High-speed or high-frame-rate videos are useful for analyzing the motion of objects that move too quickly to capture sufficient frames for analysis in standard 30 frame-per-second videos.

The Camera app on some mobile devices makes it possible to shoot slow motion (slo-mo) video with a higher than standard frame rate. Other cameras are able to capture 60 frames per second or more with videos that play back in normal speed.

Video analysis apps such as Logger Pro, Vernier Video Analysis, and Video Physics use the frame rate marked in the video for reporting times of video frames. If the video plays back at normal speed in the analysis app, no further effort is needed to correct frame rates. The video is encoded with the correct time stamps. Analyze the video the same way you would a standard 30 frame per second video.

Some camera apps take a different approach to high-frame rate videos. Instead of playing back in real time, they play back in slow motion. This is done by intentionally marking the frame rate different from real time. For example, a video might be captured at 120 frames per second, but be marked to play back at 30 frames per second. It will thus play back at 1/4 speed.  This might be useful for dramatic effects, but is less useful for physics. If the video were analyzed without taking the altered frame rate into account, any velocity measurements would be low by a factor of four, and so forth.

Logger Pro and Vernier Video Analysis allow you to alter the frame rate used in analysis. To use this feature you must know the actual frame rate of the video, which is often only possible to confirm when the video is captured. The metadata in the video will only include the slow-motion 30 frame per second rate. Note this frame rate when the video is captured, and use it in the app to correct for this rate difference.

In Logger Pro you can change the frame rate in Video Options; in Vernier Video Analysis the Advanced Video Options are accessed in the gear icon below the video scrubber.

Video Physics does not have the ability to change the frame rate used in analysis.

The camera apps in some phones create an additional frame-rate problem and opportunity: Videos are configured to play back in real time for a while, then play in slow-motion, and then conclude in real time. Usually the moment when the speed changes is under  your control when editing the video in the camera app. Once the video has been moved outside of the capturing device it is difficult to alter these times.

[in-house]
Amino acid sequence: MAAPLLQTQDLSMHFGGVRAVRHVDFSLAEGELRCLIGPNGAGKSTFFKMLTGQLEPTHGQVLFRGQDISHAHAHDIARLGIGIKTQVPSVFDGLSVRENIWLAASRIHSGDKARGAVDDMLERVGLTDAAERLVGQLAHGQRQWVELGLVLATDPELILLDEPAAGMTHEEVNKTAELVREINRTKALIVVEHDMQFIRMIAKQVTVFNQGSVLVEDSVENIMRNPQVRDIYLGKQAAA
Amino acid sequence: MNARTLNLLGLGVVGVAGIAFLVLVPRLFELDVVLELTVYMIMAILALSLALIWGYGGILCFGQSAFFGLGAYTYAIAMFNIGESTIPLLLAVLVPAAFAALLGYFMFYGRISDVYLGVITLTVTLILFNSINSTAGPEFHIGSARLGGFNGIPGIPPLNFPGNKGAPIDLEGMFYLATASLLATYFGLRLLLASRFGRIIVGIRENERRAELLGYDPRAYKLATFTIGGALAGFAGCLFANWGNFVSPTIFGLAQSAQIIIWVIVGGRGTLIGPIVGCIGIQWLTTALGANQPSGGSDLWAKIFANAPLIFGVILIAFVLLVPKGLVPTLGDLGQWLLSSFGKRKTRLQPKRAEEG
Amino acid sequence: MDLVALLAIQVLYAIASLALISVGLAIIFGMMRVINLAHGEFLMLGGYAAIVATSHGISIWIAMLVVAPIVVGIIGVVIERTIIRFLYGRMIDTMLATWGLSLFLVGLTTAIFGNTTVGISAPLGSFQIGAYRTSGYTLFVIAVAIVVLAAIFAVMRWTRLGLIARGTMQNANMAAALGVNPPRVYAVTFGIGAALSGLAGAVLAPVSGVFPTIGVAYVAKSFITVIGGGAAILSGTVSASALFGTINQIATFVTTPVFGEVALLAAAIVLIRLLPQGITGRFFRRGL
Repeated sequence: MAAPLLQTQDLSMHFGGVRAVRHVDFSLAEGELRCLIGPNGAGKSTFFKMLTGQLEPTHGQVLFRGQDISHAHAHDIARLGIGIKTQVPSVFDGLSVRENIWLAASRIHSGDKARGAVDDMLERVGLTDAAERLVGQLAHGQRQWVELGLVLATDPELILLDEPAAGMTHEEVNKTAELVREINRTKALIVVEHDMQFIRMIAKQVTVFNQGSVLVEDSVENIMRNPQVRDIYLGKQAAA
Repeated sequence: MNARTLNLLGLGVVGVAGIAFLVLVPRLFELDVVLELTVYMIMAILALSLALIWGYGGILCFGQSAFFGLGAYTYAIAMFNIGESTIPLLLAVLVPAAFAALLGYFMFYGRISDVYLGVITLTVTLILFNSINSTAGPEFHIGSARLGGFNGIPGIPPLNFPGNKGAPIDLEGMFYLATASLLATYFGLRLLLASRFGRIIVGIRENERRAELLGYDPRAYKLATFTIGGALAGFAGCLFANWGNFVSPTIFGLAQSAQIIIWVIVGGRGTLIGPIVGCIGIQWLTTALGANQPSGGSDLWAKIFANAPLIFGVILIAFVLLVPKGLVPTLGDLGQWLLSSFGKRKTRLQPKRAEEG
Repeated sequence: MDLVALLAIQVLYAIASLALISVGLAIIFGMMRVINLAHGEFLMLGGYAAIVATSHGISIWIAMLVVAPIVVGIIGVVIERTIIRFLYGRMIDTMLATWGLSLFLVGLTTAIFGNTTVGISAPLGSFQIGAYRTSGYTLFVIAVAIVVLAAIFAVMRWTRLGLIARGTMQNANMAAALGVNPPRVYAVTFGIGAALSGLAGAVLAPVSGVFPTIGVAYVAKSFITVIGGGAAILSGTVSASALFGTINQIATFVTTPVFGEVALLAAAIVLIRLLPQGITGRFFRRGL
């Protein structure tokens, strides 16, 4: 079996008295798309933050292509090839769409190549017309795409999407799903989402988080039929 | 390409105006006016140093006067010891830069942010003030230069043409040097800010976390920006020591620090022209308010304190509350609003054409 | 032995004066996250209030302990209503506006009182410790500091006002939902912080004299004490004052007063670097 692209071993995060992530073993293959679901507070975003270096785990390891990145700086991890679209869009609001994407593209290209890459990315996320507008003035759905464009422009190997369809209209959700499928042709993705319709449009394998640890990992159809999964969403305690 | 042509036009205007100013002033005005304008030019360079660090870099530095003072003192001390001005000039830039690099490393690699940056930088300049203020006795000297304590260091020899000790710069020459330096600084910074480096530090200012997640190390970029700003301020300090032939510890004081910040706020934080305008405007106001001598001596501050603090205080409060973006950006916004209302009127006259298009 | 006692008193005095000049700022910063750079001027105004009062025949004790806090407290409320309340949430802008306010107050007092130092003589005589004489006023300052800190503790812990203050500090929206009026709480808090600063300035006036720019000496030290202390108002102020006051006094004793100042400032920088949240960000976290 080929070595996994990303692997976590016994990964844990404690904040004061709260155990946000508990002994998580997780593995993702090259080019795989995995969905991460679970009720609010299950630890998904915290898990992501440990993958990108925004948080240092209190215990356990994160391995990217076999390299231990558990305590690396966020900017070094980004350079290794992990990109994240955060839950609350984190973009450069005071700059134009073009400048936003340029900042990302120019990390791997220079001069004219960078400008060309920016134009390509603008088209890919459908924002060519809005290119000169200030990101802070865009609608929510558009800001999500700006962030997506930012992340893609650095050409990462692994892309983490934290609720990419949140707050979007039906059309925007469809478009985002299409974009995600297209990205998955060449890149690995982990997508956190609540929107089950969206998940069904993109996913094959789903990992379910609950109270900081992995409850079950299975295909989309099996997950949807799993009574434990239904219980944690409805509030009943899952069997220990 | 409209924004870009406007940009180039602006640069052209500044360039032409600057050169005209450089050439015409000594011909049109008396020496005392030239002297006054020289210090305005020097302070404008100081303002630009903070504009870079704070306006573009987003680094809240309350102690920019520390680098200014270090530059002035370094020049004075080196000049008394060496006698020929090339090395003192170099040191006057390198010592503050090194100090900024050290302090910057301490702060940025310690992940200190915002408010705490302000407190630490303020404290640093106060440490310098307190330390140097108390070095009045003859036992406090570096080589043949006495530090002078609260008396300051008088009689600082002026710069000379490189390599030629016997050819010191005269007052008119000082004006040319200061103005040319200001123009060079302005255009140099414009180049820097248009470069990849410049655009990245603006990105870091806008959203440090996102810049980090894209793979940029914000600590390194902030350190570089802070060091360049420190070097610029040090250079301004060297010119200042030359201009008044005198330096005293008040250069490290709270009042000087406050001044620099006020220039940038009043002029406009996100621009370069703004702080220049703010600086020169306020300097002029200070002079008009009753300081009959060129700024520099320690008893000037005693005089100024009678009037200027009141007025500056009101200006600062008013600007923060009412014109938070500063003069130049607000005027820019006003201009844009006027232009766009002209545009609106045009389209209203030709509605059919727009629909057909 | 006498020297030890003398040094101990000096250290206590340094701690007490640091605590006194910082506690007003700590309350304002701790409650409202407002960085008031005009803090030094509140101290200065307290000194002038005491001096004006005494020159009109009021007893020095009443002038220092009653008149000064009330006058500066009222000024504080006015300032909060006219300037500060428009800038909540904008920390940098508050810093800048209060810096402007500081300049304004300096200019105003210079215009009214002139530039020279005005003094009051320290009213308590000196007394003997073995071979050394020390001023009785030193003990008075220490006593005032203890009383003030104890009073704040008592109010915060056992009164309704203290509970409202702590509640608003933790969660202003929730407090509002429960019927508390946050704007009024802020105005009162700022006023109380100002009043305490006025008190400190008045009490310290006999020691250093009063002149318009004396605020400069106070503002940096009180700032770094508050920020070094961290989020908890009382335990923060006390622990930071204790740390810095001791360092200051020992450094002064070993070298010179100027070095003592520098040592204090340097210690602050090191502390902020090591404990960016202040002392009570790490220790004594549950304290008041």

If the motion of interest is entirely in the slow-motion segment, analyze the video as a slow-motion video above. If the motion of interest crosses between segments, it cannot be analyzed since the apps assume a single frame rate during the motion. The apps will typically display an incorrect frame rate for these dual-rate videos, since the apps assume there is a single frame rate throughout the video. This will affect time values for analysis.

If the motion is entirely in a high-frame-rate segment that plays back at normal speed, then no correction is needed at analysis time. As a result a useful workflow is to adjust the segments in a high-speed video so that there is no slow-motion segment.

On iOS 13.5 and iOS 14, for example, the lower portion of the the screen after tapping Edit on a slow-motion video is this, showing the sliders to adjust the slow-motion segment.

Sliders to mark central slow-motion segment

Move the left slider all the way to the right to eliminate the slow-motion segment.

Slow-motion segment removed, causing the entire video to play back at normal speed while preserving the higher frame rate.

Thanks to David Strasburger of Lawrence Academy for this last tip.

Quick Time Player also has a similar slider to the one shown above in iOS. If you video has a slow motion segment you will want to move the slider on the left all the way to the right to preserve the frame rate and original duration of the video.

Video with a slow motion segments that is 21s long
When the left slider is moved all the way to the right the video is only 4s long.

Please see https://www.vernier.com/til/9989 for further details on processing video

Vernier Video Analysis Troubleshooting and FAQs